China's poverty relief experience highlighted in "two sessions" discussions
A report on China's poverty relief experience and its global implications has stirred heated discussions at the ongoing "two sessions," as national lawmakers and political advisors explore ways to consolidate the country's poverty reduction accomplishments.
The report -- "Chinese Poverty Alleviation Studies: A Political Economy Perspective" -- released in February by New China Research, the think tank of Xinhua News Agency, offered fresh insights into poverty reduction for many other countries, and will be beneficial for guiding China's rural vitalization drive, lawmakers and political advisors said.
"China's poverty reduction practices have gone beyond existing theories in textbooks," said Li Yuncai, a national political advisor and vice chairman of the Hunan Provincial Committee of Jiusan Society, one of the eight non-Communist political parties on the Chinese mainland.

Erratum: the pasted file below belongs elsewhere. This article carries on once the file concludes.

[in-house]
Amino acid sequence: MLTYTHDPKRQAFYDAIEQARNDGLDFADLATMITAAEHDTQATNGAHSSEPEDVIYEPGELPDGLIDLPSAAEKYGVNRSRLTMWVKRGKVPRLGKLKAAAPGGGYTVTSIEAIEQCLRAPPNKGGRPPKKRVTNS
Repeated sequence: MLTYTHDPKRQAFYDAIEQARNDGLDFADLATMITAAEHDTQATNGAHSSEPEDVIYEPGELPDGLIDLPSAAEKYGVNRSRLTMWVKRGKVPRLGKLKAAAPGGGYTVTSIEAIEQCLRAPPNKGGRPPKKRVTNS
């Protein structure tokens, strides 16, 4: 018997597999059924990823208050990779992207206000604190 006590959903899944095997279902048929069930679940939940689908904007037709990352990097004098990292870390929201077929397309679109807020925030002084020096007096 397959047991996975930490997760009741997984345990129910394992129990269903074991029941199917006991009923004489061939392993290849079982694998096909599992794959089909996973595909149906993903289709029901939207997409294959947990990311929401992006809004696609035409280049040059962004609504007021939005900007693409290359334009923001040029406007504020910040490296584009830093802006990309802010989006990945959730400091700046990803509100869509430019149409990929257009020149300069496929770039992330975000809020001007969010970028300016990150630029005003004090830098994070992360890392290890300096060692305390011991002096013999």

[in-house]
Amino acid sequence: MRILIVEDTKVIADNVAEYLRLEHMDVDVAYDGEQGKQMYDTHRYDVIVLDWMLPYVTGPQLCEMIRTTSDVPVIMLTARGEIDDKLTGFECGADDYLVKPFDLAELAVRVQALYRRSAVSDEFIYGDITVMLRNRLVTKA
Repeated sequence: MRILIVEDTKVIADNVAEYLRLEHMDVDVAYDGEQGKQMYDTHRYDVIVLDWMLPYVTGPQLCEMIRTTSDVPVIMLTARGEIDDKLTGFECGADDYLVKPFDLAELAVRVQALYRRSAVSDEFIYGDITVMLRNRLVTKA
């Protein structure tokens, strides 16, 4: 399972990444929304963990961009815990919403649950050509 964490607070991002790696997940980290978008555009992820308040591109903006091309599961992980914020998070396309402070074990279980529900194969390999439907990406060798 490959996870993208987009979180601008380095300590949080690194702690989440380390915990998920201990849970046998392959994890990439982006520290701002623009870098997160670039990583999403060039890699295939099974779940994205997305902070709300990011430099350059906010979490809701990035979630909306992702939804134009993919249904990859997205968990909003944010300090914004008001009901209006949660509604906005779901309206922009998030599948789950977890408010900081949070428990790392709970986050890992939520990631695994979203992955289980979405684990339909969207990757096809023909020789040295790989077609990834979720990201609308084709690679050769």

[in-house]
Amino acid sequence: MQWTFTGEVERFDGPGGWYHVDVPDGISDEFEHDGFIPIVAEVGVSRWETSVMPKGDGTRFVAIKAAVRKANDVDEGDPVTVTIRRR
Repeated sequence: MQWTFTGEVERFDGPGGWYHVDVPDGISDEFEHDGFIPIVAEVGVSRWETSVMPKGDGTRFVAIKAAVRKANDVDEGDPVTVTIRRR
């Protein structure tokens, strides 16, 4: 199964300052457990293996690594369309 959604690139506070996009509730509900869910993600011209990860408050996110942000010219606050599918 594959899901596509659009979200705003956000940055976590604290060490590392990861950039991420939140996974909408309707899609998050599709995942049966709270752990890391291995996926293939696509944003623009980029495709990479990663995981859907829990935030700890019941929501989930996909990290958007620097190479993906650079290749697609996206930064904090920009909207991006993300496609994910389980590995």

China's poverty reduction practices have showcased a political economy theory of distribution conducive to both poverty reduction and development, which aims to maintain the goal of national common prosperity by building a "pro-poor market" in which the government, market and society jointly work to emancipate the productivity of the poor and make them contributors to growth, according to the report.
The "pro-poor market" mechanism highlighted in the report offered insights into how companies can get involved in poverty reduction by developing industries, said Geng Funeng, a national lawmaker and chairman of Gooddoctor Pharmaceutical Group.
"In the past, poverty alleviation via industrial development was almost like crossing the river by feeling the stones," Geng said, adding that the company would apply the theories in the report to support rural vitalization.
Qin Yinglin, a national lawmaker and chairman of Muyuan Foods, one of China's largest hog producers, said that the company has been adopting the "pro-poor market" mechanism to achieve development while helping the impoverished at the same time.
Over the last eight years, China's final 98.99 million impoverished rural residents living under the current poverty line had all been lifted out of poverty. The country has met the poverty eradication target set out in the United Nations' 2030 Agenda for Sustainable Development 10 years ahead of schedule.